“The princess didn’t want to kiss a frog. But then the evil witch came again and turned the princess into a frog. And then they ran away. When they got away from the witch, they kissed. And then she was a princess again.

“And then they went on vacation.”

And then they went on vacation (Image copyright by blessings, licensed through Shutterstock).
And then they went on vacation (Image copyright by blessings, licensed through Shutterstock).

* * *

My progress on City of Glass has slowed a bit. It has come to my attention that the longest story in my new collection From Earth to Mars has a few typos. It seems that by mistake I didn’t include the edited version that was published in Giganotosaurus; instead, I must have used an earlier version. I read through the collection before publishing, but somehow I didn’t notice the mistake.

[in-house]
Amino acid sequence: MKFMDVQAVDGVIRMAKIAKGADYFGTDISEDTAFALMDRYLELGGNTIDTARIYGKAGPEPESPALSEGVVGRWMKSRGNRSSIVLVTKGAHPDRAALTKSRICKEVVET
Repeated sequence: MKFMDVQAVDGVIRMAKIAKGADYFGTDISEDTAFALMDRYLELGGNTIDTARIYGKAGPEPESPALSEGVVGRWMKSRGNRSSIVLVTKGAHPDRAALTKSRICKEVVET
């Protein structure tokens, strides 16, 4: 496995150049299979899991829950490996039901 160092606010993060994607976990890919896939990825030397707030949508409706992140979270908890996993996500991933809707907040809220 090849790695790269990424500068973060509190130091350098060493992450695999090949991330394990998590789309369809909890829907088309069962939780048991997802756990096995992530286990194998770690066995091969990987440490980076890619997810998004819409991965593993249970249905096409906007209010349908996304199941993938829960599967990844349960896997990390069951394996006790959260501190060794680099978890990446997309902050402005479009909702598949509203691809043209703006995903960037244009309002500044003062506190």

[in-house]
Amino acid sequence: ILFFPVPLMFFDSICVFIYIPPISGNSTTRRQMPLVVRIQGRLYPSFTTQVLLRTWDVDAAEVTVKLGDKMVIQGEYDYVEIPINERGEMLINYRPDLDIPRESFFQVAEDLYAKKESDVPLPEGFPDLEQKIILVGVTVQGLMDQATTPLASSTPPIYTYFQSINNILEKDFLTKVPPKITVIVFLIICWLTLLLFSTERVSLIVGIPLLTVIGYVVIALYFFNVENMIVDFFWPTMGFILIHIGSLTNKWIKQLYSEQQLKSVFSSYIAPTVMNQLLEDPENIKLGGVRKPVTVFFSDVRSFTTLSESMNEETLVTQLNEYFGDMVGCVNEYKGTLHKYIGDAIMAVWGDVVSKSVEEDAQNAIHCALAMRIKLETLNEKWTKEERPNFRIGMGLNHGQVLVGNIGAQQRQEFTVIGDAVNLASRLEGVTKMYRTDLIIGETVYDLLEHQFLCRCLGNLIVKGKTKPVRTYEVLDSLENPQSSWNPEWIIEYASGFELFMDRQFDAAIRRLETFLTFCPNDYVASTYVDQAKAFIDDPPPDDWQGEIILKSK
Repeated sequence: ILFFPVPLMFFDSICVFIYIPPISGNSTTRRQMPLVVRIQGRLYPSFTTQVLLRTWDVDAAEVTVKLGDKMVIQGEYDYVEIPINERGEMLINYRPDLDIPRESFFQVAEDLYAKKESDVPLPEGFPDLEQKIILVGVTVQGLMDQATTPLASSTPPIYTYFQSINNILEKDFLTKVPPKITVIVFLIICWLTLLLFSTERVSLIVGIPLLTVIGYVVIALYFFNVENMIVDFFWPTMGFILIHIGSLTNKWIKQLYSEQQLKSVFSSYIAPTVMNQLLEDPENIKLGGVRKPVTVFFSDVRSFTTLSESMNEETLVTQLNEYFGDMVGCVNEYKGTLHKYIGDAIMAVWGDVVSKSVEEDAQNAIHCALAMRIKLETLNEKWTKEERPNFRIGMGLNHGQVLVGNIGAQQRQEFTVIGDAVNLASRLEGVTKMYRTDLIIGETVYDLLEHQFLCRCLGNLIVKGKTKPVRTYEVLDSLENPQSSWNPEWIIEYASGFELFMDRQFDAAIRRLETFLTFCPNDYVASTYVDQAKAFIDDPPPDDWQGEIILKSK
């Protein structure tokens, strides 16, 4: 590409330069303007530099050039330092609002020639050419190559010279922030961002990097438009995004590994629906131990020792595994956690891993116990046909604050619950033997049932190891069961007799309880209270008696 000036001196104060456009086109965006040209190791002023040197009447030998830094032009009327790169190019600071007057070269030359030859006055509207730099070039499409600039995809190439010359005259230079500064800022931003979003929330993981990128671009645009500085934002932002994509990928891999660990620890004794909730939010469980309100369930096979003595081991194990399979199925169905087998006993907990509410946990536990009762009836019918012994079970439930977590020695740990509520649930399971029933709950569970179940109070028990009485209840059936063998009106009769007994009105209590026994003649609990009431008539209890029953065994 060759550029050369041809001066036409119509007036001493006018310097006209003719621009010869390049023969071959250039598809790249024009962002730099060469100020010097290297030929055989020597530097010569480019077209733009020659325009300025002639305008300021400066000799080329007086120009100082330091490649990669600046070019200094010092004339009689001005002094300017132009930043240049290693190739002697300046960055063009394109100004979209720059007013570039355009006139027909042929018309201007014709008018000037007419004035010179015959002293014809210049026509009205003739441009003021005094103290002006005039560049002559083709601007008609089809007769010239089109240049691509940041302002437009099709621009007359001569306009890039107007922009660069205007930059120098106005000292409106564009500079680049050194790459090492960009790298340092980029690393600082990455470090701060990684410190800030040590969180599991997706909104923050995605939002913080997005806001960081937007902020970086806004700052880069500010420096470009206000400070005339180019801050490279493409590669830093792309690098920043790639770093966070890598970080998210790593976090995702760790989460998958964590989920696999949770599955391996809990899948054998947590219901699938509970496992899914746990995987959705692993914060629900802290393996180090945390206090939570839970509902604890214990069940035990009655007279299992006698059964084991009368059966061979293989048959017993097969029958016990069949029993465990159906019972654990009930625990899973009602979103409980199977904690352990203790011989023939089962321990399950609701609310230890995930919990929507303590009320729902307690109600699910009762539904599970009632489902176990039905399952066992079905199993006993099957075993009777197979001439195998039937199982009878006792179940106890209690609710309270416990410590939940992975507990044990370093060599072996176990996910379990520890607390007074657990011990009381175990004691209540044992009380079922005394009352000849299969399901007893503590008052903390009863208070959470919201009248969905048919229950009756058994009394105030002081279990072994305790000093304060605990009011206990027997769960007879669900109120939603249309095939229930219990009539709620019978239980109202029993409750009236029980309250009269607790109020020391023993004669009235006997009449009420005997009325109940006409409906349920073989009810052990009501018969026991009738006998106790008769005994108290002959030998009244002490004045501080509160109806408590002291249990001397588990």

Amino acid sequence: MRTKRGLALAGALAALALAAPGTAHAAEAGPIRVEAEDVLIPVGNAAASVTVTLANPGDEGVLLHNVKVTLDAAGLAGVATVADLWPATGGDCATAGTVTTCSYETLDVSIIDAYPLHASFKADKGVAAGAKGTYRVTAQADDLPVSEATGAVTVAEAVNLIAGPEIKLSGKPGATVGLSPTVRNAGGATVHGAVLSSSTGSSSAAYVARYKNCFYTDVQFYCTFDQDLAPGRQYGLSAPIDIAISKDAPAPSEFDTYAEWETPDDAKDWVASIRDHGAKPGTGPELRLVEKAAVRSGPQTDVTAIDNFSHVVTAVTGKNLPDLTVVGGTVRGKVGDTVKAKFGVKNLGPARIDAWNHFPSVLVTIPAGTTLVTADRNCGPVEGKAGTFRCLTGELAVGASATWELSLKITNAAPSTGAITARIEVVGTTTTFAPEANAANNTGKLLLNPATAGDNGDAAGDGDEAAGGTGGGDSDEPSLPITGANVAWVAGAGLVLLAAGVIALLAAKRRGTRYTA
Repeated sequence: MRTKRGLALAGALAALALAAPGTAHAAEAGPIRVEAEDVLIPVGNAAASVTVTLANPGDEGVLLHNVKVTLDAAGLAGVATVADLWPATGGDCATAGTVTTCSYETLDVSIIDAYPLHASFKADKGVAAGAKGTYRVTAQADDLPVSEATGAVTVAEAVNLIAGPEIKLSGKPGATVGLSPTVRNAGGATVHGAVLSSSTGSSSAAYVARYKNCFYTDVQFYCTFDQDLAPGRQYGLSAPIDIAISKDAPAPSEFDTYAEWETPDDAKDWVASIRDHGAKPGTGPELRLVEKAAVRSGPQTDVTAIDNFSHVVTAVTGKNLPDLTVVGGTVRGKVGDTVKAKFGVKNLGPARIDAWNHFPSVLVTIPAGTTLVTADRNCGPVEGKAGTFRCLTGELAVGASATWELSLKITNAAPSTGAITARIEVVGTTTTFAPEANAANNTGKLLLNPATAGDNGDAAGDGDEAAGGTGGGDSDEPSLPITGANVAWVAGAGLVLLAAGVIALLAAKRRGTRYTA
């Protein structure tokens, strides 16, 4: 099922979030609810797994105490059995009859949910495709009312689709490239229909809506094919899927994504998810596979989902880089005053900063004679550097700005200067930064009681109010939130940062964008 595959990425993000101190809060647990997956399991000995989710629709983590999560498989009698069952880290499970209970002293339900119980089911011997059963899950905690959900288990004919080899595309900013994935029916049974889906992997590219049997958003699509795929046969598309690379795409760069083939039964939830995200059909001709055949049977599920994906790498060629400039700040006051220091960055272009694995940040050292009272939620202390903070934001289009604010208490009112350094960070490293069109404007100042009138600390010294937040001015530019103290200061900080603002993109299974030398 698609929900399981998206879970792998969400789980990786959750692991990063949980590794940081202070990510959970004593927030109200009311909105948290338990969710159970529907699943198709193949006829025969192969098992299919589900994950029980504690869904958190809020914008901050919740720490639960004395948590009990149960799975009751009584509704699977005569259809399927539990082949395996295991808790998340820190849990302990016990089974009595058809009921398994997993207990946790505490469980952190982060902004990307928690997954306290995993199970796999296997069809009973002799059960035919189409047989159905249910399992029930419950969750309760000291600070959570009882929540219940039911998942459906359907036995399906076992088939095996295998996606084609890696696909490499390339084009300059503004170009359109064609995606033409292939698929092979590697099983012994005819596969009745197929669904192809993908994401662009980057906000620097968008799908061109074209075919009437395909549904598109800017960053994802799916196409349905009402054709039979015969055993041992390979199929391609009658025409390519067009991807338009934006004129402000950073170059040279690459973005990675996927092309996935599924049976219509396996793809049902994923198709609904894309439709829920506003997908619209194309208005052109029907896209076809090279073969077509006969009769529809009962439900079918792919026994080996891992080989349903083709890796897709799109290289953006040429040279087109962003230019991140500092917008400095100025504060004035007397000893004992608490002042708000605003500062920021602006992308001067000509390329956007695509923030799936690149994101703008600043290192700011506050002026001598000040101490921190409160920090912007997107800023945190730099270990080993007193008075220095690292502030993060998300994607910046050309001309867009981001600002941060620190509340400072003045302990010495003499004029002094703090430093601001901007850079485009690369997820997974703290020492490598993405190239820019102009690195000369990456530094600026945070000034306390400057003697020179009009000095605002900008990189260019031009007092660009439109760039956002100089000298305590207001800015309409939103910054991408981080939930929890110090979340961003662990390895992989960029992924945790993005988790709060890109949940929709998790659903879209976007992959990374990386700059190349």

Anyway, I am temporarily unpublishing the collection and going through everything one more time. It’s still available, but please don’t buy it until I republish! This is rather embarrassing, and I hope those who already bought the collection will forgive me. Once I have the new version ready, drop me an email, and I’ll send you a copy.

So that’s mostly what I’ve been doing the last couple of days. City of Glass is at just under 11,000 words now, and I’ll get back to it once I have From Earth to Mars uploaded again.

Also, in case you missed it during previous promos, Beyond the Waters of the World is free today and tomorrow. Be my guest, and if you are so inclined, pass the word along. 🙂

I hope everyone is having a wonderful week and making great progress!

Moving forward on City of Glass, some thoughts on story length, and a new cover